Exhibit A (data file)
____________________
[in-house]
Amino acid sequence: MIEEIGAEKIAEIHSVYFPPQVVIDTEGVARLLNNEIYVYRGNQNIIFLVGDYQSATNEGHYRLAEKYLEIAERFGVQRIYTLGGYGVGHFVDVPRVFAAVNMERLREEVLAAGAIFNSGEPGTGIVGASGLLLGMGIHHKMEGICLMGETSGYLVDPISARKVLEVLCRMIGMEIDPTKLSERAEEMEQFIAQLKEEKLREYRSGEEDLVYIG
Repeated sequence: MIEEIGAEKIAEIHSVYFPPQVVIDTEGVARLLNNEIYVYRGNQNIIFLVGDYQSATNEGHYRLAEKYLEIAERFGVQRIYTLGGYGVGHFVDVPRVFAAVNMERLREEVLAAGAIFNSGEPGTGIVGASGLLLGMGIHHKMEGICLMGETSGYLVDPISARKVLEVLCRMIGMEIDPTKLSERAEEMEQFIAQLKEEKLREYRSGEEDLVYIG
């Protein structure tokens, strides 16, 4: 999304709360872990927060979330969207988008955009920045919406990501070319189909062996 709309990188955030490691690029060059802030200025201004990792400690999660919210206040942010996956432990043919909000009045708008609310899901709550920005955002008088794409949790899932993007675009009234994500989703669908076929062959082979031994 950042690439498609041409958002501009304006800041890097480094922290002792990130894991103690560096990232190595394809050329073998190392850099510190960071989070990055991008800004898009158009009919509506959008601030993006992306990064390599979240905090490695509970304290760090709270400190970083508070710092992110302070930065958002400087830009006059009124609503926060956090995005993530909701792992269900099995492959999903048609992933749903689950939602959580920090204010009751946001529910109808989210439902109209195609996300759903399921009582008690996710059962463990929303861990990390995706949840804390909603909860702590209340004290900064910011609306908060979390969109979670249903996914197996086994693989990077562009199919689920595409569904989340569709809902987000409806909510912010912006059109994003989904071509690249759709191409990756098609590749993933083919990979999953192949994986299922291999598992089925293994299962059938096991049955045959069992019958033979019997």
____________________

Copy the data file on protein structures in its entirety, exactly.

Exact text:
[in-house]
Amino acid sequence: MIEEIGAEKIAEIHSVYFPPQVVIDTEGVARLLNNEIYVYRGNQNIIFLVGDYQSATNEGHYRLAEKYLEIAERFGVQRIYTLGGYGVGHFVDVPRVFAAVNMERLREEVLAAGAIFNSGEPGTGIVGASGLLLGMGIHHKMEGICLMGETSGYLVDPISARKVLEVLCRMIGMEIDPTKLSERAEEMEQFIAQLKEEKLREYRSGEEDLVYIG
Repeated sequence: MIEEIGAEKIAEIHSVYFPPQVVIDTEGVARLLNNEIYVYRGNQNIIFLVGDYQSATNEGHYRLAEKYLEIAERFGVQRIYTLGGYGVGHFVDVPRVFAAVNMERLREEVLAAGAIFNSGEPGTGIVGASGLLLGMGIHHKMEGICLMGETSGYLVDPISARKVLEVLCRMIGMEIDPTKLSERAEEMEQFIAQLKEEKLREYRSGEEDLVYIG
């Protein structure tokens, strides 16, 4: 999304709360872990927060979330969207988008955009920045919406990501070319189909062996 709309990188955030490691690029060059802030200025201004990792400690999660919210206040942010996956432990043919909000009045708008609310899901709550920005955002008088794409949790899932993007675009009234994500989703669908076929062959082979031994 950042690439498609041409958002501009304006800041890097480094922290002792990130894991103690560096990232190595394809050329073998190392850099510190960071989070990055991008800004898009158009009919509506959008601030993006992306990064390599979240905090490695509970304290760090709270400190970083508070710092992110302070930065958002400087830009006059009124609503926060956090995005993530909701792992269900099995492959999903048609992933749903689950939602959580920090204010009751946001529910109808989210439902109209195609996300759903399921009582008690996710059962463990929303861990990390995706949840804390909603909860702590209340004290900064910011609306908060979390969109979670249903996914197996086994693989990077562009199919689920595409569904989340569709809902987000409806909510912010912006059109994003989904071509690249759709191409990756098609590749993933083919990979999953192949994986299922291999598992089925293994299962059938096991049955045959069992019958033979019997």